I don’t understand exactly why this is a highly praised book. I do however agree with those who say its very imaginative but thats about as far as it goes. I have learned a few things when looking for a good sci-fi book, dont believe the hype and surrounds books like this. most sci-fi books that are hailed as great works of art are often boring,superfluous, and overrated. I derived no pleasure from reading this book and often found it almost a chore to sift and dig through the fluff to understand what was going on.

Thank goodness it takes only eight thousand years for a little political instability to worm its way in. Dune is crap. It’s a bunch of pseudo-science hoodoo. I tried reading this book as a child and I was enchanted for awhile, the idea is so lovely it practically throbs. But really, for some reason, I just couldn’t finish it. Now as an adult I tried again to read it and it’s just more than silly. I guess Proust is right, you can’t go home again. Or whatever. Maybe there was a time to read it and it passed. Of course, the idea is nice. If there was a book on the idea of Dune I’d probably read it. Even the idea of Frank Herbert. Just a book about some cat with a big prophet beard and a penchant for writing crackpot books of science fiction/philosophy. That would be nice. That would compel. Even if he veered at times dangerously close to fascism, which he does, and so does that Nazi Heinlein. It would be hilariously funny to read about some chubby floodge who wrote silly books of facsistic science fiction but never had the heart to get them published (there’s a spin on things), and whose rantings were restricted–safely–to the confines of his kitchen. Funny. Sabbath’s Science Fictional Theater. Yeah. But Dune is, sadly, really sadly, poorly written and should have been better. Sorry.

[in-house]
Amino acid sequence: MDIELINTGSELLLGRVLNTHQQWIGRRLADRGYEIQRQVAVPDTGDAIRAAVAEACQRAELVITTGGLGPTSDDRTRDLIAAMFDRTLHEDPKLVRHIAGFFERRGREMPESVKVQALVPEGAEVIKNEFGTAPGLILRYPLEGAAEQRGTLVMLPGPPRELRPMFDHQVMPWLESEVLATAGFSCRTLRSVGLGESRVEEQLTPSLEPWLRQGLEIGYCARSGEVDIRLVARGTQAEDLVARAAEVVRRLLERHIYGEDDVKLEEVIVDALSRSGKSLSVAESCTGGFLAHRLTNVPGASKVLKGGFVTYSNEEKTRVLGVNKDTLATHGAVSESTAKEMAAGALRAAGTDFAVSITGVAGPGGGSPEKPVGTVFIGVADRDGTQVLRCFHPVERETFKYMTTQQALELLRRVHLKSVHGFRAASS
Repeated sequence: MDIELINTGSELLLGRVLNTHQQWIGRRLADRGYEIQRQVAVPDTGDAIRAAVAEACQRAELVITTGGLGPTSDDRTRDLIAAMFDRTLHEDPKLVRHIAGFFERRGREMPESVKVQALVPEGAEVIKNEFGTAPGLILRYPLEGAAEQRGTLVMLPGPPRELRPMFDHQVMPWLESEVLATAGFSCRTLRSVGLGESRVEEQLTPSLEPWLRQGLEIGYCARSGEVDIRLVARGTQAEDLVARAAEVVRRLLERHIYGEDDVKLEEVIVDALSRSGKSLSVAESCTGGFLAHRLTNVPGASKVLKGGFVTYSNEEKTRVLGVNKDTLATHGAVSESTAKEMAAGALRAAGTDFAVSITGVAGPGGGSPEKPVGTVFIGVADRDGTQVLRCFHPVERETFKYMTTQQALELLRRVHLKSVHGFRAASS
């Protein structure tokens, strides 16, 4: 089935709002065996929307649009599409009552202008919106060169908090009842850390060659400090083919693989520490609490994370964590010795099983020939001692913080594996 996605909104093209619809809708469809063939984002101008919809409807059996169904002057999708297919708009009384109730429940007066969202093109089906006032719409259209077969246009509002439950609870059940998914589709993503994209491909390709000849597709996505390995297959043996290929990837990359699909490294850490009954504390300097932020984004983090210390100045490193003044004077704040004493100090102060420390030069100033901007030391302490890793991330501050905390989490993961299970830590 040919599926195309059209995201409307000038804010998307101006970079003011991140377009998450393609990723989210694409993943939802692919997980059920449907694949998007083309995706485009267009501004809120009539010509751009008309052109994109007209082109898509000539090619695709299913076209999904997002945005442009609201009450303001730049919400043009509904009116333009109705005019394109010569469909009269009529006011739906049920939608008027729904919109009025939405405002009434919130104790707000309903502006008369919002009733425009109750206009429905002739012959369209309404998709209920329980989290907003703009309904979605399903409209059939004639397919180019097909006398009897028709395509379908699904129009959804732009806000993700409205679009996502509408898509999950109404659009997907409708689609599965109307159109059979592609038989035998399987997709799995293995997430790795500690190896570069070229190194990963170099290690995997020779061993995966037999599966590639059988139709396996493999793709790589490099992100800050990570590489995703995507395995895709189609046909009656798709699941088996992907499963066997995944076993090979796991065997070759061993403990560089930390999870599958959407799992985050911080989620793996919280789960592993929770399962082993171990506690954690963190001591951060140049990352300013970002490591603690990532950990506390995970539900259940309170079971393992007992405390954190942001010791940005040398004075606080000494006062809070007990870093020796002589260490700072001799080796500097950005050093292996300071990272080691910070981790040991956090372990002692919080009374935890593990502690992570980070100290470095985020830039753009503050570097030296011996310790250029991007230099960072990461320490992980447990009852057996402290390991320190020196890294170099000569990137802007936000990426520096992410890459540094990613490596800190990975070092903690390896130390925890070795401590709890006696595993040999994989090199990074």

Clearly, you have to be a fan of the robot genre to remotely even come close to liking this book. The first chapter gets off to a very slow start, the storyline becomes boring rapidly, and after a while, the book is unreadable. I would imagine that those disappointed with this highly overrated book would turn to other science fiction. Lord of the Rings puts this book to shame. J.R.R. Tolkien makes this author look unimaginative to say the least. If you want real science fiction, start with The Hobbit and go onto the LORD OF THE RINGS. Put this book where it belongs: in the GARBAGE bin.


  1. I wonder how much they would like the Kevin Anderson versions?